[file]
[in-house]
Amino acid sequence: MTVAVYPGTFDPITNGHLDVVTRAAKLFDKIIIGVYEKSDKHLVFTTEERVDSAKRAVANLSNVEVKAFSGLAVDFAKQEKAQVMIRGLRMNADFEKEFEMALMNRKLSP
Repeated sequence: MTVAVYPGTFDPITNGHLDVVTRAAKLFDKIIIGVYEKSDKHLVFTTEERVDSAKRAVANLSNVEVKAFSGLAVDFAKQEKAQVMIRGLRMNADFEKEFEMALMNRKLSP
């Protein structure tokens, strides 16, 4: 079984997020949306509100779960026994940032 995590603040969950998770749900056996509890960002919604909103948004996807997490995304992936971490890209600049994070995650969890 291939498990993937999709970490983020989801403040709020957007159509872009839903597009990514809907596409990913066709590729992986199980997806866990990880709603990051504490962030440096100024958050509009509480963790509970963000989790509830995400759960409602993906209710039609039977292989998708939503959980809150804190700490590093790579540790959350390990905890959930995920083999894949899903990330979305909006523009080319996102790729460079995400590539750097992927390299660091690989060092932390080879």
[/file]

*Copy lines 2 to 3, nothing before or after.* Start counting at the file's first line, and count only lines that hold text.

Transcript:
Amino acid sequence: MTVAVYPGTFDPITNGHLDVVTRAAKLFDKIIIGVYEKSDKHLVFTTEERVDSAKRAVANLSNVEVKAFSGLAVDFAKQEKAQVMIRGLRMNADFEKEFEMALMNRKLSP
Repeated sequence: MTVAVYPGTFDPITNGHLDVVTRAAKLFDKIIIGVYEKSDKHLVFTTEERVDSAKRAVANLSNVEVKAFSGLAVDFAKQEKAQVMIRGLRMNADFEKEFEMALMNRKLSP